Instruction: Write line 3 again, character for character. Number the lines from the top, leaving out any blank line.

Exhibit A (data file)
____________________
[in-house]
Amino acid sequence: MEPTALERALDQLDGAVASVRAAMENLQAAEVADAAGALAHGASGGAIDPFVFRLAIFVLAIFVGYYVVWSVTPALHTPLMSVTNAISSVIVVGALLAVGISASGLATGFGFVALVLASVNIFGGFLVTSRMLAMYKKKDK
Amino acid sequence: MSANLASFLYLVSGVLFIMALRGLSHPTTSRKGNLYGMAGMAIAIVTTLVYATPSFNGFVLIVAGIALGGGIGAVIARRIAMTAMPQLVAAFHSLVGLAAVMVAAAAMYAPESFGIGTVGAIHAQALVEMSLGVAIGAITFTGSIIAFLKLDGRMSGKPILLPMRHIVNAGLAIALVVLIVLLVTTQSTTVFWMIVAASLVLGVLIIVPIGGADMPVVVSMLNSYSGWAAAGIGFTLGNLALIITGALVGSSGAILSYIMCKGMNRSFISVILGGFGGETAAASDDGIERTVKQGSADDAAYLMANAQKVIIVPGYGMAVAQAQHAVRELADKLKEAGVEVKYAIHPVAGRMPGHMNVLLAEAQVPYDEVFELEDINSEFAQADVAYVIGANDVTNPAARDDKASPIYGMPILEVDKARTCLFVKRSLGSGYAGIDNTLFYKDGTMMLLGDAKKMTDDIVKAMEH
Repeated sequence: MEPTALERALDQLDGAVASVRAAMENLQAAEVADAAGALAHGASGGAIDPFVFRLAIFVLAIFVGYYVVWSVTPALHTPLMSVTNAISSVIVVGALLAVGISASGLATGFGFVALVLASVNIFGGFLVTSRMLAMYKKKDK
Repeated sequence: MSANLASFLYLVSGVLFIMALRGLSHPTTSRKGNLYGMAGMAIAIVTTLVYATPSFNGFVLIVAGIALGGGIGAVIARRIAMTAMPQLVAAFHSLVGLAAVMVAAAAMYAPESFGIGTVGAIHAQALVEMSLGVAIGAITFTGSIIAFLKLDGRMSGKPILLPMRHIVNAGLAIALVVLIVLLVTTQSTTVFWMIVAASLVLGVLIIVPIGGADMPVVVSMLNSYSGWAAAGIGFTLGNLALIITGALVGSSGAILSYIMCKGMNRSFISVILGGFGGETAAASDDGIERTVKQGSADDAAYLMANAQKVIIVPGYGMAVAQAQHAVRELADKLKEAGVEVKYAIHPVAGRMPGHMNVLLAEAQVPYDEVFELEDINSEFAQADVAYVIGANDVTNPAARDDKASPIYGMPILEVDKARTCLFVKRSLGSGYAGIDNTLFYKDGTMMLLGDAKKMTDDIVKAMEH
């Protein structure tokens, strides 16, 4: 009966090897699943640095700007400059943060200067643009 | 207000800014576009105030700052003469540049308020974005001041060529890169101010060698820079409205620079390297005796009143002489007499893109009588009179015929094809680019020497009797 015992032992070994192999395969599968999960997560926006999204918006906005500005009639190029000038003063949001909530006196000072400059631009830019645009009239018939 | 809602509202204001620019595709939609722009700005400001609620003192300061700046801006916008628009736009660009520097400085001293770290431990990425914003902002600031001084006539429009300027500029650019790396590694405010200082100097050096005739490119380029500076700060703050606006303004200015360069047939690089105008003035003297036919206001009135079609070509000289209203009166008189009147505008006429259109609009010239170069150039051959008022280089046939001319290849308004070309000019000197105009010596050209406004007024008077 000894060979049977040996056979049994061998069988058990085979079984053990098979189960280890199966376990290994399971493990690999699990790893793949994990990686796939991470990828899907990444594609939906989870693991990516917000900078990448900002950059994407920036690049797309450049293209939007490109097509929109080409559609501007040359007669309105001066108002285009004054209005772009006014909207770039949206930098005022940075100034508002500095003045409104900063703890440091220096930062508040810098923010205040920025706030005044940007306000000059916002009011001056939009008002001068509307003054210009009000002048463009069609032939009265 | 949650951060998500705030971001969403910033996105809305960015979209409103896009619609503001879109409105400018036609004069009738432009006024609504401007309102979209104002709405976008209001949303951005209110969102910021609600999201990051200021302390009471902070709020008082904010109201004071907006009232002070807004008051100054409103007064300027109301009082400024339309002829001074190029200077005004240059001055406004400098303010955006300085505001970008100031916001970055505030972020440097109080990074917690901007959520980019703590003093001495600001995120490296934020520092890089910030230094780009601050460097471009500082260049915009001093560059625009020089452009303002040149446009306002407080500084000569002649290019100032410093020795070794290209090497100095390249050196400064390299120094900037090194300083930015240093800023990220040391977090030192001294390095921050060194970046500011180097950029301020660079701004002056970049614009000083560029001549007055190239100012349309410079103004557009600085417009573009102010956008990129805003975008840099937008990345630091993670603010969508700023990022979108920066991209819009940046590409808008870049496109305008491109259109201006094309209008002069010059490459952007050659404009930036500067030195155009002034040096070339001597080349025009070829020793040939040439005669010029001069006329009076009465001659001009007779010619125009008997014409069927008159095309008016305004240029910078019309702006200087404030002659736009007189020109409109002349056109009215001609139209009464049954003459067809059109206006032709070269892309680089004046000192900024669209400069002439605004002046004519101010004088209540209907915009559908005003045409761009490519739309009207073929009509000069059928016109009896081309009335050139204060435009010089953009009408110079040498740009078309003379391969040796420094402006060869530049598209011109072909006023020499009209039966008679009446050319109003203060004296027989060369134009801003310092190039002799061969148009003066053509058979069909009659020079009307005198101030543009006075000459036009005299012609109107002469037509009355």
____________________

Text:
Amino acid sequence: MSANLASFLYLVSGVLFIMALRGLSHPTTSRKGNLYGMAGMAIAIVTTLVYATPSFNGFVLIVAGIALGGGIGAVIARRIAMTAMPQLVAAFHSLVGLAAVMVAAAAMYAPESFGIGTVGAIHAQALVEMSLGVAIGAITFTGSIIAFLKLDGRMSGKPILLPMRHIVNAGLAIALVVLIVLLVTTQSTTVFWMIVAASLVLGVLIIVPIGGADMPVVVSMLNSYSGWAAAGIGFTLGNLALIITGALVGSSGAILSYIMCKGMNRSFISVILGGFGGETAAASDDGIERTVKQGSADDAAYLMANAQKVIIVPGYGMAVAQAQHAVRELADKLKEAGVEVKYAIHPVAGRMPGHMNVLLAEAQVPYDEVFELEDINSEFAQADVAYVIGANDVTNPAARDDKASPIYGMPILEVDKARTCLFVKRSLGSGYAGIDNTLFYKDGTMMLLGDAKKMTDDIVKAMEH